What drives bacterial strain diversity in the gut? Although there are a number of possible explanations, an opinion piece published on March 22, 2017 in Trends in Microbiology by Dr. Pauline Scanlan, a Royal Society – Science Foundation Ireland Research Fellow at the APC Microbiome Institute, University College Cork, Ireland, addresses one potentially important and overlooked aspect of this unresolved question. Dr. Scanlan’s article is titled “Bacteria–Bacteriophage Coevolution in the Human Gut: Implications for Microbial Diversity and Functionality.” The human gut is host to an incredible diversity of microbes collectively known as the gut microbiome. Our gut microbiomes interact with us, their human hosts, to perform a myriad of crucial functions ranging from digestion of food to protection against pathogens. While superficially it may seem that the microbes inhabiting the human gut are stable and broadly similar between individuals, recent advances in sequencing technology that allow for high-level resolution investigations have shown that our gut microbiomes are dynamic, capable of rapid evolution, and unique to each individual in terms of bacterial species and strain diversity. This unique inter-individual variation is of crucial importance as we know that differences in bacterial strain diversity within species can have a range of positive or negative consequences for the human host – for example, some strains of a given bacteria are harmless while another strain of the same bacterial species could kill you. A classic example of this is different strains of the gut bacterium Escherichia coli - E. coli Nissle 1917 is used as a probiotic and E. coli O157:H7 has been responsible for a number of deadly food-borne pathogen outbreaks.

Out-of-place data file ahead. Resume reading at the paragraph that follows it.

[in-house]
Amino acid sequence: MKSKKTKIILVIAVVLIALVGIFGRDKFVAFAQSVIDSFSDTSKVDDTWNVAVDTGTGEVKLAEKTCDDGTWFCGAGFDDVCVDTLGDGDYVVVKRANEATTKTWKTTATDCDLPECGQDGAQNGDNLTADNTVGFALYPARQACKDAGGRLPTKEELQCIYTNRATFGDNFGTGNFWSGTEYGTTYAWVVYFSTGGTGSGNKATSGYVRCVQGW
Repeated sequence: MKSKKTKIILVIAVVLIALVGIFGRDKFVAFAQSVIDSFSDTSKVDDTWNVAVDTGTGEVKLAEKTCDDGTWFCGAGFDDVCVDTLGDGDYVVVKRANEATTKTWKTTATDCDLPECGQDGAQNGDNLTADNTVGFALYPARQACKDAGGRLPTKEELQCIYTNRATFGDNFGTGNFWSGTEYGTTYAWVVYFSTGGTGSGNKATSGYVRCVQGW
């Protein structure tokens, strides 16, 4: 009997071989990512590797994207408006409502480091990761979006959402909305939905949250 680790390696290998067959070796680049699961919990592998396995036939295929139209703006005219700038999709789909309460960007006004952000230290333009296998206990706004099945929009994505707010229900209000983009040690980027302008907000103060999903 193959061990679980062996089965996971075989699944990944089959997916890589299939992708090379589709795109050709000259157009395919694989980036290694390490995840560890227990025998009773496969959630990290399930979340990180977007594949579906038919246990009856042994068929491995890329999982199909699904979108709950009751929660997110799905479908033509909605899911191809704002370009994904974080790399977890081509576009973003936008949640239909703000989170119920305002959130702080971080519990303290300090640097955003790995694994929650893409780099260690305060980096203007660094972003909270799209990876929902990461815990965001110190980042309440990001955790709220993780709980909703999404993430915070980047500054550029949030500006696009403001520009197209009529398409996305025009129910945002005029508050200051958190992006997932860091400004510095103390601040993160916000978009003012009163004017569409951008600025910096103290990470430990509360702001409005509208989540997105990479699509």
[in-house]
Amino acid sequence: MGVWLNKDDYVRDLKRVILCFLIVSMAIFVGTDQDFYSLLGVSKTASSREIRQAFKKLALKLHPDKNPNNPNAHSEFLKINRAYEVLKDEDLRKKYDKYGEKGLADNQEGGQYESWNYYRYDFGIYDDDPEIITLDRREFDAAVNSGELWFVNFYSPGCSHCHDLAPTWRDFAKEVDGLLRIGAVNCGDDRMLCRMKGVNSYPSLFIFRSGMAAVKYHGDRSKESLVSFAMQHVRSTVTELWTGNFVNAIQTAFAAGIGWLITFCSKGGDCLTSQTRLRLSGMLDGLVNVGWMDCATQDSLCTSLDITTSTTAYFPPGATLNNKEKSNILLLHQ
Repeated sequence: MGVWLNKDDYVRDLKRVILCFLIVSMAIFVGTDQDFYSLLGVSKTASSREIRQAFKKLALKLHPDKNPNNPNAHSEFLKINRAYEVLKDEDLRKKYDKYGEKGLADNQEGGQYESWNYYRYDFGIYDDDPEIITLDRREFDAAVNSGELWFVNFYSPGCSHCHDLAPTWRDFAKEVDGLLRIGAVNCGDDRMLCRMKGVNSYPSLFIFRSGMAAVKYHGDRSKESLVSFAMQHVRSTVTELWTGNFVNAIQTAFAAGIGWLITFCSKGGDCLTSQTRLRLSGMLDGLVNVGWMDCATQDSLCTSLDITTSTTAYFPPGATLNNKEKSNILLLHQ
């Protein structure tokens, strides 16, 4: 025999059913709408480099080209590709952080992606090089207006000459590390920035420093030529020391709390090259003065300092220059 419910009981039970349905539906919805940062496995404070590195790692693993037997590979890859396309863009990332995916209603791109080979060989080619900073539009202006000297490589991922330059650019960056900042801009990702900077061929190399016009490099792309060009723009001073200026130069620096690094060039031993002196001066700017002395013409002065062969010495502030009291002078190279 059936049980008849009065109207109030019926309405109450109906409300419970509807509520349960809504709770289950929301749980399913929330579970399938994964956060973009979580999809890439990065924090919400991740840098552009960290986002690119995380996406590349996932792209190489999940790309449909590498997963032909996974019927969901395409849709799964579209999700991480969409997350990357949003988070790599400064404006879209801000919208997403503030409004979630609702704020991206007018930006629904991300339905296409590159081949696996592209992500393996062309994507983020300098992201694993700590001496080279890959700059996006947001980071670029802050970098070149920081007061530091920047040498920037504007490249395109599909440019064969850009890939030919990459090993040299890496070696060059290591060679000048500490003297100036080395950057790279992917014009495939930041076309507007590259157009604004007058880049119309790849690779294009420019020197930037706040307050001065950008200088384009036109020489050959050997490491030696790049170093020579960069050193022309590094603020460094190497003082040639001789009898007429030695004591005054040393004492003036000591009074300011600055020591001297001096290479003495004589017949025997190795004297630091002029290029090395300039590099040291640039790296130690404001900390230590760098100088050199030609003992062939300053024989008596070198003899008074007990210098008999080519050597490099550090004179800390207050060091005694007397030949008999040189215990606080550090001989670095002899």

Chisholm-Led MIT Study of Tiny Ocean Bacterium May Offer Clues to Evolution of Entire Biosphere; Analysis of “Metabolic Networks” in Marine Ecosystems Provides Evidence for Directional Evolution Toward Increased Resources for Total System

For scientists at MIT the smallest of all photosynthetic bacteria holds clues to the evolution of entire ecosystems, and perhaps even the whole biosphere. The key is a tiny bacterium called Prochlorococcus, which is the most abundant photosynthetic life form in the oceans. New research shows that this diminutive creature’s metabolism has evolved in a way that may have helped trigger the rise of other organisms, to form a more complex marine ecosystem. Its evolution may even have helped to drive global changes that made possible the development of Earth’s more complex organisms. The research also suggests that the co-evolution of Prochlorococcus and its interdependent co-organisms can be seen as a microcosm of the metabolic processes that take place inside the cells of much more complex organisms. The new analysis was published on March 27, 2017 in PNAS in a paper by MIT’s postdoc Rogier Braakman, Ph.D., Professor Michael Follows, and Institute Professor Sallie (Penny) Chisholm (photo), who was part of the team that discovered this tiny organism and its outsized influence. The PNAS article is titled “Metabolic Evolution and the Self-Organization of Ecosystems.” “We have all these different strains that have been isolated from all over the world’s oceans, that have different genomes and different genetic capacity, but they’re all one species by traditional measures,” Dr. Chisholm explains. “So there’s this extraordinary genetic diversity within this single species that allows it to dominate such vast swaths of the Earth’s oceans.” Because Prochlorococcus is both so abundant and so well-studied, Dr. Braakman says it was an ideal subject for trying to figure out “within all this diversity, how do the metabolic networks change?